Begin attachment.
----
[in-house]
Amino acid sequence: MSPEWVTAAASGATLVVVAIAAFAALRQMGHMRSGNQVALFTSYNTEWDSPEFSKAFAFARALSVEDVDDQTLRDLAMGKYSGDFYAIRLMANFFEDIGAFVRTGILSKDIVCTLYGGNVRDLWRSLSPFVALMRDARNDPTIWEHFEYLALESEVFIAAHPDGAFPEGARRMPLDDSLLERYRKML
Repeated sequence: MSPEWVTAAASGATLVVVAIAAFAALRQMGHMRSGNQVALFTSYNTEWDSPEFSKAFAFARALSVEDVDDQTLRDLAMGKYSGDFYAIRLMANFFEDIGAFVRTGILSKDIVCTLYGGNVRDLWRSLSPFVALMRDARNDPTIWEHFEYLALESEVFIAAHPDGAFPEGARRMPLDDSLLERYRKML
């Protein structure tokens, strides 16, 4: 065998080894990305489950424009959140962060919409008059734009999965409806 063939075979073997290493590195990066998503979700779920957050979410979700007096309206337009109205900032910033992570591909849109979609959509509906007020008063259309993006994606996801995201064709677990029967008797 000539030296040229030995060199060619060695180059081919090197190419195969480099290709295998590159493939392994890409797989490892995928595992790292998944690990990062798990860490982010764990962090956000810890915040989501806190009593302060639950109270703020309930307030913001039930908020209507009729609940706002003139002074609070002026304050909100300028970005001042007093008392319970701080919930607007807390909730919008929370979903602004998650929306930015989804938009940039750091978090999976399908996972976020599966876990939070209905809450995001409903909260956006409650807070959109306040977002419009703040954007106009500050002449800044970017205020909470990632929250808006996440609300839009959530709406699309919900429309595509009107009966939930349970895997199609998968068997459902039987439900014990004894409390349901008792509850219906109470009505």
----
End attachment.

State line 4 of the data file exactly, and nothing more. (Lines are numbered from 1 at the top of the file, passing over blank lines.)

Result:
């Protein structure tokens, strides 16, 4: 065998080894990305489950424009959140962060919409008059734009999965409806 063939075979073997290493590195990066998503979700779920957050979410979700007096309206337009109205900032910033992570591909849109979609959509509906007020008063259309993006994606996801995201064709677990029967008797 000539030296040229030995060199060619060695180059081919090197190419195969480099290709295998590159493939392994890409797989490892995928595992790292998944690990990062798990860490982010764990962090956000810890915040989501806190009593302060639950109270703020309930307030913001039930908020209507009729609940706002003139002074609070002026304050909100300028970005001042007093008392319970701080919930607007807390909730919008929370979903602004998650929306930015989804938009940039750091978090999976399908996972976020599966876990939070209905809450995001409903909260956006409650807070959109306040977002419009703040954007106009500050002449800044970017205020909470990632929250808006996440609300839009959530709406699309919900429309595509009107009966939930349970895997199609998968068997459902039987439900014990004894409390349901008792509850219906109470009505």